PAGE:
New York mandates create ‘energy poverty’ for citizens
New York has a proud tradition of environmental conservation.
From Frederick Law Olmsted creating Central Park in the 1870s to the national environmental movement inspired by trailblazing President Theodore Roosevelt to the lush nature preserves created in the Adirondack and Catskills mountains, wise environmental stewardship has always been a cornerstone of the Empire State.
In confronting today’s environmental policy challenges, New Yorkers want to conserve energy for the sustainability of future generations and ensure that there is always clean air to breathe and clean water to drink. To achieve these goals, New York’s state government has enacted several different government mandates, taxes, and subsidies.
But a new report from the Pacific Research Institute called “Legislating Energy Poverty” finds that New York’s approach to environmental and energy policies hurts working people and minority communities.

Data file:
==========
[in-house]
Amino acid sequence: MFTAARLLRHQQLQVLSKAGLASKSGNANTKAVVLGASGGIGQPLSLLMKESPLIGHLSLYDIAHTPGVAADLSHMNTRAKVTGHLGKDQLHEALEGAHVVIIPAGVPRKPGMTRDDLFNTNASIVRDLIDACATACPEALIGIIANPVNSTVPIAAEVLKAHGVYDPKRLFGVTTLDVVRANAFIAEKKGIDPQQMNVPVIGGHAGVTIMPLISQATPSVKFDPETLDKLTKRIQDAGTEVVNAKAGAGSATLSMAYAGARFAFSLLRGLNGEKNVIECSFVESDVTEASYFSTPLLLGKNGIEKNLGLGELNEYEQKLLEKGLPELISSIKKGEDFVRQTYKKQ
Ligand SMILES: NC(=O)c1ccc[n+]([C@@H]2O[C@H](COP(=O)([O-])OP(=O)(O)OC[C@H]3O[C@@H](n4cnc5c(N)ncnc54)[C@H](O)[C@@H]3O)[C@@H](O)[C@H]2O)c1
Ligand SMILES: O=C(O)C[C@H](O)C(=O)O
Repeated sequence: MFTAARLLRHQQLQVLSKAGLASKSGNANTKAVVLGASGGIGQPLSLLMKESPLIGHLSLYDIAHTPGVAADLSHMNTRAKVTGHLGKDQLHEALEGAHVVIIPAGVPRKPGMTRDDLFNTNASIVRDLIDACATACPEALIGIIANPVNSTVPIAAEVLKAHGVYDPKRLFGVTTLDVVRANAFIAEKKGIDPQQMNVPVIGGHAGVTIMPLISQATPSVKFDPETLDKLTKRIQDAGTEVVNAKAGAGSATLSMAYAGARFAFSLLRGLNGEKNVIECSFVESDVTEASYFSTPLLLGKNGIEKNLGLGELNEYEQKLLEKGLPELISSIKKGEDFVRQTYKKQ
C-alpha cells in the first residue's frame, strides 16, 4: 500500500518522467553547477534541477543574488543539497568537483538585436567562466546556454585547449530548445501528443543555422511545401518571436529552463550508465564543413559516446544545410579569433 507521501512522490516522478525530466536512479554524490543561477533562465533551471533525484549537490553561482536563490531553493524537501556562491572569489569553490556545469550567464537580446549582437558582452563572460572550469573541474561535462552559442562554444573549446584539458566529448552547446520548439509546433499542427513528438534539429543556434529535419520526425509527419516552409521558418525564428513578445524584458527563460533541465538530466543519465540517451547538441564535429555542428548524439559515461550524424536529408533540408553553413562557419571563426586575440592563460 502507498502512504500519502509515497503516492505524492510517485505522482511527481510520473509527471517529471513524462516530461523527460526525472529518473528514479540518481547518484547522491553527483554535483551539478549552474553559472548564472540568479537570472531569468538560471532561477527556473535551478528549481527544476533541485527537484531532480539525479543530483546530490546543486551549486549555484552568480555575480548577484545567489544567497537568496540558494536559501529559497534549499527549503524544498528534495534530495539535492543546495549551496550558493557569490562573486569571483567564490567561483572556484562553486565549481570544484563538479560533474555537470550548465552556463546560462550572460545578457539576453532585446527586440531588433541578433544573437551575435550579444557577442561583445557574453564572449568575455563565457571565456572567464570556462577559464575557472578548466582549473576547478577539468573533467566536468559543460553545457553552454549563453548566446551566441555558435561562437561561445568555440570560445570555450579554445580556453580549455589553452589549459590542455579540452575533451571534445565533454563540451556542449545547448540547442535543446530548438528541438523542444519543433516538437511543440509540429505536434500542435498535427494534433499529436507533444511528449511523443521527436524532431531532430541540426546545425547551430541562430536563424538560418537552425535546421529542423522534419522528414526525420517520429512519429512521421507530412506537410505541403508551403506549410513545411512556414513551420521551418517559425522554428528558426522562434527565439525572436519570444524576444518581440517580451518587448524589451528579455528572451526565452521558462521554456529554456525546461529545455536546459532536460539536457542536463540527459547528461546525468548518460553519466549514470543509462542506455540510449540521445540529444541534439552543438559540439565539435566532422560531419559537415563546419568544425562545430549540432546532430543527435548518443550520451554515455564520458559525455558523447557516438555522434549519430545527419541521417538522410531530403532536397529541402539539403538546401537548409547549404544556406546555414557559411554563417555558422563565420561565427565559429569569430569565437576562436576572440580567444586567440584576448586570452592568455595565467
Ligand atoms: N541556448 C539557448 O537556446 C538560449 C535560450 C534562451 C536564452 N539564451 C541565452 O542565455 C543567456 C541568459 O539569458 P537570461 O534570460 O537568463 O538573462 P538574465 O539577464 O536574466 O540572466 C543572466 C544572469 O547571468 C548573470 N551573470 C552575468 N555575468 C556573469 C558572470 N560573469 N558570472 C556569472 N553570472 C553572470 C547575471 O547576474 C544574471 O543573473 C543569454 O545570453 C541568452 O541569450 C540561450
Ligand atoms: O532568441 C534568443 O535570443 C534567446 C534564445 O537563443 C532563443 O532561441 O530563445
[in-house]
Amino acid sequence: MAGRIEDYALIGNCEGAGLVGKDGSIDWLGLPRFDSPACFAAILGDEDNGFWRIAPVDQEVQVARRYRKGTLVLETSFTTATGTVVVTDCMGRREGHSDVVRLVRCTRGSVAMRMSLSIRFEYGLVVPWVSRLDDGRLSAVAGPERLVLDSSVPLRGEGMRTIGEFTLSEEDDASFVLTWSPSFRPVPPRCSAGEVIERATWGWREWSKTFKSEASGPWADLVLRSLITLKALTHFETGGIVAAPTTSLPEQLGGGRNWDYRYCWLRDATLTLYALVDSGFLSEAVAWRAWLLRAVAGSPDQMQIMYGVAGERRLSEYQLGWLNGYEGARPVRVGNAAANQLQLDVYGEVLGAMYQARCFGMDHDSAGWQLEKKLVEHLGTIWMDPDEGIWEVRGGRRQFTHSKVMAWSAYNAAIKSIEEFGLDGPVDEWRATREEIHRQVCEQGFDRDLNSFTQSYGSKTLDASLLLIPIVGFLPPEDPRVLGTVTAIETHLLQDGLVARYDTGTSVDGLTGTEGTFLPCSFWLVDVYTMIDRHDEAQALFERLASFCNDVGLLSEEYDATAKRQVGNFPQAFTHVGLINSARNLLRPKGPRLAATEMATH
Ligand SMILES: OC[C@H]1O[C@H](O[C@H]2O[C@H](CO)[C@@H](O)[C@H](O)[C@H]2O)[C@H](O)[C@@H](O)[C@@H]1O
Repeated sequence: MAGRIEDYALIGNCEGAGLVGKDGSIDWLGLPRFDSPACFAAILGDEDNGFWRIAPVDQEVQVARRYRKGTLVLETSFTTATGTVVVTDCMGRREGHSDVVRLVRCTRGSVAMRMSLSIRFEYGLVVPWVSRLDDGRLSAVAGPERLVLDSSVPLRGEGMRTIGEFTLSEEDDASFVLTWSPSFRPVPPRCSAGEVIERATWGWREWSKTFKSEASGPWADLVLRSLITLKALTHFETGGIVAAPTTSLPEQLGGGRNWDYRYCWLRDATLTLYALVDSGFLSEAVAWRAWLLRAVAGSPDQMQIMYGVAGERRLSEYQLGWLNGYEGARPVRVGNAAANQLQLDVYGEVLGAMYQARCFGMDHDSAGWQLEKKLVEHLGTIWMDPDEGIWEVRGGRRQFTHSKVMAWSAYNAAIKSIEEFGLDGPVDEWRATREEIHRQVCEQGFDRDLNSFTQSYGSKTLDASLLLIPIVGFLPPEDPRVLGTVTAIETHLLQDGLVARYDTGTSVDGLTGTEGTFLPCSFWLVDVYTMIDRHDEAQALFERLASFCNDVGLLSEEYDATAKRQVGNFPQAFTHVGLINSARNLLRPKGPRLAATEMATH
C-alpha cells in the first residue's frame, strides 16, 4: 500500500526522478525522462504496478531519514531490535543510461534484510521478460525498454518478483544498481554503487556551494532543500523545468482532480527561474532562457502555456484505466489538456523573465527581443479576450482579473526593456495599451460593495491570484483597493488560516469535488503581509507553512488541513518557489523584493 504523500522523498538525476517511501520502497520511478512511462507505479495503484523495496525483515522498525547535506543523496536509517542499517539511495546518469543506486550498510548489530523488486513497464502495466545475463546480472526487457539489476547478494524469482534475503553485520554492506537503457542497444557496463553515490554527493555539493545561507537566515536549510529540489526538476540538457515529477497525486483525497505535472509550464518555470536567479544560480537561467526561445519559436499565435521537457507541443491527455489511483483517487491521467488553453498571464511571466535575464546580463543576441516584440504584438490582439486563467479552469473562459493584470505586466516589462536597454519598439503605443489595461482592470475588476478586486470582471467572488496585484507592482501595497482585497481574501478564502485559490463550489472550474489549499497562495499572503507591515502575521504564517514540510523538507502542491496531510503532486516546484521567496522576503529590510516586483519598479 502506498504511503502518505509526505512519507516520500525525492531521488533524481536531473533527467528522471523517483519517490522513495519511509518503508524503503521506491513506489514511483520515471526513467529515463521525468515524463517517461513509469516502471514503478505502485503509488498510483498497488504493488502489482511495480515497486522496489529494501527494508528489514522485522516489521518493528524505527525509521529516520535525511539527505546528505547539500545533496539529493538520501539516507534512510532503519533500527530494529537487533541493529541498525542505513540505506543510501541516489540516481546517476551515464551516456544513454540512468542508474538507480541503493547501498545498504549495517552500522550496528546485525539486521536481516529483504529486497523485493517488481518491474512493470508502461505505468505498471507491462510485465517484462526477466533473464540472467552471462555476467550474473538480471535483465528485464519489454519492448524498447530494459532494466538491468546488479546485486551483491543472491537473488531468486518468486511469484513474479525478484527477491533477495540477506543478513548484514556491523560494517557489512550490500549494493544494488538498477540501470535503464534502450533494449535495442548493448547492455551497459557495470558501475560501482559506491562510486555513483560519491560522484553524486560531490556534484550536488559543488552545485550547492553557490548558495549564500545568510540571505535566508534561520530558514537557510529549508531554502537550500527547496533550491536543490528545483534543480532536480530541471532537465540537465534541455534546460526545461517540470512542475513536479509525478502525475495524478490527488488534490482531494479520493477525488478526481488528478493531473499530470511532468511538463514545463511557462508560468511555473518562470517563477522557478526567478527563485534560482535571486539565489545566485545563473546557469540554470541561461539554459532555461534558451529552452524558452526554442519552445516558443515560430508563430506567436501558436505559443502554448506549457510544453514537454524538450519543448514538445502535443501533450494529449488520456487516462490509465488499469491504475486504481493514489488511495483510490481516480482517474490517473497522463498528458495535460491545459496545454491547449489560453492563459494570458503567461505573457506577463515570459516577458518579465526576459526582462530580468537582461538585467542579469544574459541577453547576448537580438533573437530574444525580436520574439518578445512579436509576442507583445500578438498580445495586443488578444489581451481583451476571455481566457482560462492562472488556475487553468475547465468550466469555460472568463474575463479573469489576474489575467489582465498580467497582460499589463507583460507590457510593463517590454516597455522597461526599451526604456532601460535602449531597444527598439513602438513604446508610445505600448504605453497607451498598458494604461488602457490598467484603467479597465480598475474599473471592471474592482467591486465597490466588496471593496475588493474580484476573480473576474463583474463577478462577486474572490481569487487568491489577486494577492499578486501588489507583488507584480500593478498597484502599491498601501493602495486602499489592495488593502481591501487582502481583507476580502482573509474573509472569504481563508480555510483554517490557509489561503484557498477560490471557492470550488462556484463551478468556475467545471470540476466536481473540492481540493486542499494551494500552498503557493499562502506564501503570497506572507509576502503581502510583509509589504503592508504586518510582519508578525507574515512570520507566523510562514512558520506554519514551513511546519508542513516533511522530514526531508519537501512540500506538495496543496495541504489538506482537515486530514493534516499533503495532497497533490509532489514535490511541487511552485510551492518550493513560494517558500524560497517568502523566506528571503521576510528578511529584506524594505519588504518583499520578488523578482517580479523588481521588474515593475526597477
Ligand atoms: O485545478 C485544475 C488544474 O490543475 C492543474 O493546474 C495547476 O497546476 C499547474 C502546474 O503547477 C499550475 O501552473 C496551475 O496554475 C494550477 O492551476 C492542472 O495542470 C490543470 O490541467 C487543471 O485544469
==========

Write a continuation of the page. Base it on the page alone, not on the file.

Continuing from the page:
In recent years, state government bureaucrats have created expensive new programs and enacted burdensome policies that many New Yorkers simply cannot afford.
Politicians in Albany have pursued energy policies like a 50 percent renewable energy goal for the state and a regional “cap-and-trade” scheme for emissions. New York’s leaders are also taking a cue from California’s expensive energy mandates. They are adhering to a very strict vehicle emission standards, and tight restrictions on fuel production, among other policies.
Government policy has driven up New York’s average electricity prices to the sixth-highest in the continental United States. New York drivers now pay the fifth-highest gas tax rates in the United States and the 14th-highest gas prices.
As a result, too many New Yorkers are now living in energy poverty, spending more than 10 percent of their household incomes on energy costs.
Instead of providing relief for working-class New Yorkers, politicians at the State Capitol in Albany are doubling down on this costly agenda with expensive subsidies for things like installing solar panels on rooftops and buying higher-priced electric cars.
Other states have shown that you can reduce emissions without raising taxes or imposing costly, job-killing burdens. States like Ohio and West Virginia have embraced market-based energy policies.
Ironically, these two states have seen larger percentage emission declines than New York, without implementing big government energy policies that hurt the poor.
Wayne Winegarden is a senior fellow in business and economics at Pacific Research Institute, a free-market, conservative think tank in San Francisco.